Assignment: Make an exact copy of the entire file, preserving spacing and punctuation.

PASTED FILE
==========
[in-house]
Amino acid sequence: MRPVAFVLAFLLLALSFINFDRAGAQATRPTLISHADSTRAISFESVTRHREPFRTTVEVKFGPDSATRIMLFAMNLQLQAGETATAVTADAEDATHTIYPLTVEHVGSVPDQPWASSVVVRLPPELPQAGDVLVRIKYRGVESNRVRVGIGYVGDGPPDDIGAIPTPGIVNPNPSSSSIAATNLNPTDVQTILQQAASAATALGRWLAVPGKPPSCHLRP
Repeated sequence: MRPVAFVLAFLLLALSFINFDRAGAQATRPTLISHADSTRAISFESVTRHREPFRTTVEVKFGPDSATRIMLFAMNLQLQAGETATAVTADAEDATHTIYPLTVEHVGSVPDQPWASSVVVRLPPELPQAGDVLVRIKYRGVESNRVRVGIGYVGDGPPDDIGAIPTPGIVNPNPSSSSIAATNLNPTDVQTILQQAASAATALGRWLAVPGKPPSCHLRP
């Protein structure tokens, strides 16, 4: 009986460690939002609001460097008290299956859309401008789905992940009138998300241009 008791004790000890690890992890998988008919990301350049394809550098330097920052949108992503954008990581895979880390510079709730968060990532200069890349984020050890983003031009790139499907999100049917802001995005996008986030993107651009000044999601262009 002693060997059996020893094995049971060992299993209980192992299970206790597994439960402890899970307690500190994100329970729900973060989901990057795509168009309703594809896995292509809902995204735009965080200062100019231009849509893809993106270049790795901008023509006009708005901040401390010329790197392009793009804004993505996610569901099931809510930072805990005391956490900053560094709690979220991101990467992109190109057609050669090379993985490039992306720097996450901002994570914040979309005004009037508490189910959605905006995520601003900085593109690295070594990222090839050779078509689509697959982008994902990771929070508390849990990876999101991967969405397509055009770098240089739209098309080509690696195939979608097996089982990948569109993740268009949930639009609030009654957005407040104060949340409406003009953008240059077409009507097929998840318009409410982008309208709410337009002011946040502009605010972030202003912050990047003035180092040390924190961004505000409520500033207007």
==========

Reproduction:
[in-house]
Amino acid sequence: MRPVAFVLAFLLLALSFINFDRAGAQATRPTLISHADSTRAISFESVTRHREPFRTTVEVKFGPDSATRIMLFAMNLQLQAGETATAVTADAEDATHTIYPLTVEHVGSVPDQPWASSVVVRLPPELPQAGDVLVRIKYRGVESNRVRVGIGYVGDGPPDDIGAIPTPGIVNPNPSSSSIAATNLNPTDVQTILQQAASAATALGRWLAVPGKPPSCHLRP
Repeated sequence: MRPVAFVLAFLLLALSFINFDRAGAQATRPTLISHADSTRAISFESVTRHREPFRTTVEVKFGPDSATRIMLFAMNLQLQAGETATAVTADAEDATHTIYPLTVEHVGSVPDQPWASSVVVRLPPELPQAGDVLVRIKYRGVESNRVRVGIGYVGDGPPDDIGAIPTPGIVNPNPSSSSIAATNLNPTDVQTILQQAASAATALGRWLAVPGKPPSCHLRP
């Protein structure tokens, strides 16, 4: 009986460690939002609001460097008290299956859309401008789905992940009138998300241009 008791004790000890690890992890998988008919990301350049394809550098330097920052949108992503954008990581895979880390510079709730968060990532200069890349984020050890983003031009790139499907999100049917802001995005996008986030993107651009000044999601262009 002693060997059996020893094995049971060992299993209980192992299970206790597994439960402890899970307690500190994100329970729900973060989901990057795509168009309703594809896995292509809902995204735009965080200062100019231009849509893809993106270049790795901008023509006009708005901040401390010329790197392009793009804004993505996610569901099931809510930072805990005391956490900053560094709690979220991101990467992109190109057609050669090379993985490039992306720097996450901002994570914040979309005004009037508490189910959605905006995520601003900085593109690295070594990222090839050779078509689509697959982008994902990771929070508390849990990876999101991967969405397509055009770098240089739209098309080509690696195939979608097996089982990948569109993740268009949930639009609030009654957005407040104060949340409406003009953008240059077409009507097929998840318009409410982008309208709410337009002011946040502009605010972030202003912050990047003035180092040390924190961004505000409520500033207007």